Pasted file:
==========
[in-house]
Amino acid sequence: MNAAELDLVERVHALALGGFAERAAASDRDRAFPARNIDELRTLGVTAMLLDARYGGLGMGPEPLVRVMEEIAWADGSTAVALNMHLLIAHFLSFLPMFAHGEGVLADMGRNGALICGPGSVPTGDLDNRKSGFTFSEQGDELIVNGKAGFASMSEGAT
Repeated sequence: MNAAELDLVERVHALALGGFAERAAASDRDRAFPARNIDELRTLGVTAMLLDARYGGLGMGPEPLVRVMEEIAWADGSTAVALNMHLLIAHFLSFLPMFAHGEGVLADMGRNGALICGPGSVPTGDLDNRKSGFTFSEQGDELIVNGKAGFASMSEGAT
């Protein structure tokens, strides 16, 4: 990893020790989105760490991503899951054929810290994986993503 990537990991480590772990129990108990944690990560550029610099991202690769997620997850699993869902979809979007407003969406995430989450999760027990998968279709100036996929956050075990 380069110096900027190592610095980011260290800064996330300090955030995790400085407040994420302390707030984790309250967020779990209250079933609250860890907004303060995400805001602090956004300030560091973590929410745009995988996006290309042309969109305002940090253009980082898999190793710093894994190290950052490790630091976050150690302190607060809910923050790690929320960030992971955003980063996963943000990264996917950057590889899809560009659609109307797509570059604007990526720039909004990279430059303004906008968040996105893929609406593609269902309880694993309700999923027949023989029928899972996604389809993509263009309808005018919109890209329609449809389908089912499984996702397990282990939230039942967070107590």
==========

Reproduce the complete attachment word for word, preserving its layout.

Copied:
[in-house]
Amino acid sequence: MNAAELDLVERVHALALGGFAERAAASDRDRAFPARNIDELRTLGVTAMLLDARYGGLGMGPEPLVRVMEEIAWADGSTAVALNMHLLIAHFLSFLPMFAHGEGVLADMGRNGALICGPGSVPTGDLDNRKSGFTFSEQGDELIVNGKAGFASMSEGAT
Repeated sequence: MNAAELDLVERVHALALGGFAERAAASDRDRAFPARNIDELRTLGVTAMLLDARYGGLGMGPEPLVRVMEEIAWADGSTAVALNMHLLIAHFLSFLPMFAHGEGVLADMGRNGALICGPGSVPTGDLDNRKSGFTFSEQGDELIVNGKAGFASMSEGAT
């Protein structure tokens, strides 16, 4: 990893020790989105760490991503899951054929810290994986993503 990537990991480590772990129990108990944690990560550029610099991202690769997620997850699993869902979809979007407003969406995430989450999760027990998968279709100036996929956050075990 380069110096900027190592610095980011260290800064996330300090955030995790400085407040994420302390707030984790309250967020779990209250079933609250860890907004303060995400805001602090956004300030560091973590929410745009995988996006290309042309969109305002940090253009980082898999190793710093894994190290950052490790630091976050150690302190607060809910923050790690929320960030992971955003980063996963943000990264996917950057590889899809560009659609109307797509570059604007990526720039909004990279430059303004906008968040996105893929609406593609269902309880694993309700999923027949023989029928899972996604389809993509263009309808005018919109890209329609449809389908089912499984996702397990282990939230039942967070107590």